NewBindian Banking Basics 1

Banking Basics

Banks — love them or hate them, it is almost impossible to go through our lives without being associated with at least one of them. A regular chequing or savings account can simplify life because it allows you to use your convenience card for debit transactions and eliminates the need to carry large amounts of money.

Having a chequebook gives you the freedom from having to remember the payment date for all your bills as a cheque can be used to set-up pre-authorized debits. Need to rent a car, a tool or any other equipment? You will find it hard to do without a credit card. And I am not even mentioning the banking “heavy-weights” like mortgages, loans and personal lines of credit.

Banking is an everyday reality, but it may not be as simple for new Canadians.

It can be a challenging experience if you don’t know where to start or what all the English banking terms mean. Let’s explore some of the steps that you can take to start your day-to-day banking in Canada.

Open a bank account
There are many financial institutions you can choose, from big banks like RBC to regional credit unions like Vancity. Whichever appeals to you, most financial institutions will warmly facilitate the process of opening a banking account for a new client — because it is your entry point into the bank and can lead to the sale of their other financial services. Note that you must have your landed immigrant papers as well as a secondary piece of identification in order to complete the process.

The bank account will give you access to a convenience card (bank card), which will allow you to make deposits and withdrawals from any of their ATMs (automated teller machine), as well as all kinds of retail purchases. Ask to be set up on online banking so you can pay bills and manage your accounts over the internet from your home.

Sign up for a credit card
Getting a credit card is sometimes a little trickier for newcomers, as banks want to know your credit history, employment status and income first. If you already had a credit card with one of the major companies (Visa, MasterCard, American Express) before you arrived in Canada, then the process can be a little easier. Your income, along with the total amount of your expenses, will determine the credit limit available on your card.

If you’re declined a traditional credit card, ask for a prepaid credit card. In this case, you actually make a deposit onto the card and can spend up to that amount — it’s a great way to establish your credit history. So is paying all your bills on time and managing your money well. Think of it as building your financial reputation in Canada — the more responsible you are, the more benefits you will enjoy.

Get a loan
Most financial institutions will give you access to loans and lines of credit only once you have established some sort of credit history in Canada. Your credit history, in very simple terms, is simply a record of your making payments on your obligations in a timely and regular fashion. Your credit history, along with a summary of your assets and liabilities, will determine your credit score, which in turn determines how much money you can borrow.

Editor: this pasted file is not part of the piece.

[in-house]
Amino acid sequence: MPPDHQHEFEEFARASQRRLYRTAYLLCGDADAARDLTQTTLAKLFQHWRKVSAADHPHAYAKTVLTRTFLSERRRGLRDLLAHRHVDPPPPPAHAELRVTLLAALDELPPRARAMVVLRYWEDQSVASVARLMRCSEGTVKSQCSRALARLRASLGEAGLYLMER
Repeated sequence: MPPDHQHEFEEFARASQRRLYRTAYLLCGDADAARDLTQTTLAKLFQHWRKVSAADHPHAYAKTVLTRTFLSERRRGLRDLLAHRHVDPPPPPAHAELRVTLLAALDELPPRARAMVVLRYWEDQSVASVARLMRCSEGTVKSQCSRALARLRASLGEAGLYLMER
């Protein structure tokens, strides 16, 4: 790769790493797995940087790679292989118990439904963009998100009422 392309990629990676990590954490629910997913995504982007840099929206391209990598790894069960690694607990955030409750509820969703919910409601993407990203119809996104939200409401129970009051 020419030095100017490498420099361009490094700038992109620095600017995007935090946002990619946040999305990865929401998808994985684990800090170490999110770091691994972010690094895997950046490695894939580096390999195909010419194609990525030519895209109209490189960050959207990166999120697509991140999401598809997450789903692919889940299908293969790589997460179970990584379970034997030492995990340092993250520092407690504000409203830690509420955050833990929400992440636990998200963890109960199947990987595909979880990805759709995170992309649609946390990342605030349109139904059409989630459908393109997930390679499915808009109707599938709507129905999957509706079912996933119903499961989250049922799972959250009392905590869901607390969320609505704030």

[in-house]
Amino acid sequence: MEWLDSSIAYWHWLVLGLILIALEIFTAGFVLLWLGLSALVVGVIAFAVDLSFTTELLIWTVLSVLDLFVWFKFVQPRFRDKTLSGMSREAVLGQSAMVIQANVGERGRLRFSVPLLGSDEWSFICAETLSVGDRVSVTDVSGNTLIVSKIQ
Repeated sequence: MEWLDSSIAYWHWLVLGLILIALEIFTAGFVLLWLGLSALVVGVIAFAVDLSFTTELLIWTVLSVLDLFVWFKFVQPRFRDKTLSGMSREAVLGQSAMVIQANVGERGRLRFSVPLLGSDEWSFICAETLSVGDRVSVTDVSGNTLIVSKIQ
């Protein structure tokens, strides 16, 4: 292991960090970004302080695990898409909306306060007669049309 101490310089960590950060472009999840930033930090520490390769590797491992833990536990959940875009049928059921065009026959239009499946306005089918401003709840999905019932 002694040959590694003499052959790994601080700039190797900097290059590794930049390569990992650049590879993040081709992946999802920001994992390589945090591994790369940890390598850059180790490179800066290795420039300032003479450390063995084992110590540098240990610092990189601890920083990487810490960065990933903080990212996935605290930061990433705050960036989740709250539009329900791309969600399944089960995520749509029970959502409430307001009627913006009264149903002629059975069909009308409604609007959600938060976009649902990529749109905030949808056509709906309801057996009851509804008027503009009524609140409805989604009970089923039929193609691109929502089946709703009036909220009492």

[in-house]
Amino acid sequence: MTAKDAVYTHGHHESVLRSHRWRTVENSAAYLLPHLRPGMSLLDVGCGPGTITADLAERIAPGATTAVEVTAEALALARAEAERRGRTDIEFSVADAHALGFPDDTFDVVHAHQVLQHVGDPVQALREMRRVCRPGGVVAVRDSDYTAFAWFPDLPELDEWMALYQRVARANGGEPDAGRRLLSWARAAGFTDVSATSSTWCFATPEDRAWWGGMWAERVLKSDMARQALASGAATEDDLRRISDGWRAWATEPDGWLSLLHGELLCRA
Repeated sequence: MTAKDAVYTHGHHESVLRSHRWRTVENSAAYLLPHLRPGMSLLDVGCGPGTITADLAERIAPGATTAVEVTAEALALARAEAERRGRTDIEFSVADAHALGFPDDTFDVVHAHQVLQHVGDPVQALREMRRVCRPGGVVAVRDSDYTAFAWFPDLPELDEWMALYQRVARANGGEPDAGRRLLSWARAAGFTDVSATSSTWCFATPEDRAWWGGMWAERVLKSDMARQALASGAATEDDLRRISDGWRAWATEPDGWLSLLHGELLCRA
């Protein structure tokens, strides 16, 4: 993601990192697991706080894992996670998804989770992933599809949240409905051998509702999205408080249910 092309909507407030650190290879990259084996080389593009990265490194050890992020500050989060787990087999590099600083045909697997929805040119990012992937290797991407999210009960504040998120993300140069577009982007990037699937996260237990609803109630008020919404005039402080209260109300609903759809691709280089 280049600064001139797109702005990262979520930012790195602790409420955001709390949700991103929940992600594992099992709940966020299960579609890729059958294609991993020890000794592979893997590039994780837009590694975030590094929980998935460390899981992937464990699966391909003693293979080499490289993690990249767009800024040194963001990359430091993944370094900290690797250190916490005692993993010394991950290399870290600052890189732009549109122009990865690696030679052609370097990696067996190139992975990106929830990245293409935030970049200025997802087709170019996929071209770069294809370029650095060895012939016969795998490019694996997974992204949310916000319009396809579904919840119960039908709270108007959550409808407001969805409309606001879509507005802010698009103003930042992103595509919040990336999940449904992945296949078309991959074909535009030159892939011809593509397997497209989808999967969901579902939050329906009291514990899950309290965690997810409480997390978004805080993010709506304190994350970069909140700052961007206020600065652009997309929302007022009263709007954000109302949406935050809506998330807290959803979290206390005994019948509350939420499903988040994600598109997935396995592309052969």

Loans and lines of credit fall into two categories: secured or unsecured. A secured loan is guaranteed by some collateral, either an asset (i.e., car, house) or cash reserves (i.e., investments). An unsecured loan does not carry any guarantee other than the ability of the borrower to continue making payments, normally via a stable job and good income. They are generally more difficult to get.

If you’re new to Canada, a secured loan may be your best option. But, if you don’t yet have large assets in Canada like a house, using investment income as collateral for a loan is a good option because these are the easiest products to obtain since you are not borrowing from the financial institution. You can invest in a large variety of options and these investments can be used as collateral for loans and lines of credit.

Invest in yourself
The most popular investment products are guaranteed investment certificates (GICs), Canada Savings Bonds, mutual funds and registered retirement savings plans (RRSPs). These are the basic investment products and there are more complex ones as well. Investing can bring with it some risk, however, so your best bet is to sit down with a financial adviser and understand all the options.

More options
With a little collateral and a good credit history, getting a loan or line or credit, including a mortgage for a new home (check out our Mortgage Guide), will become easier over time.

This article first appeared HERE and HERE.

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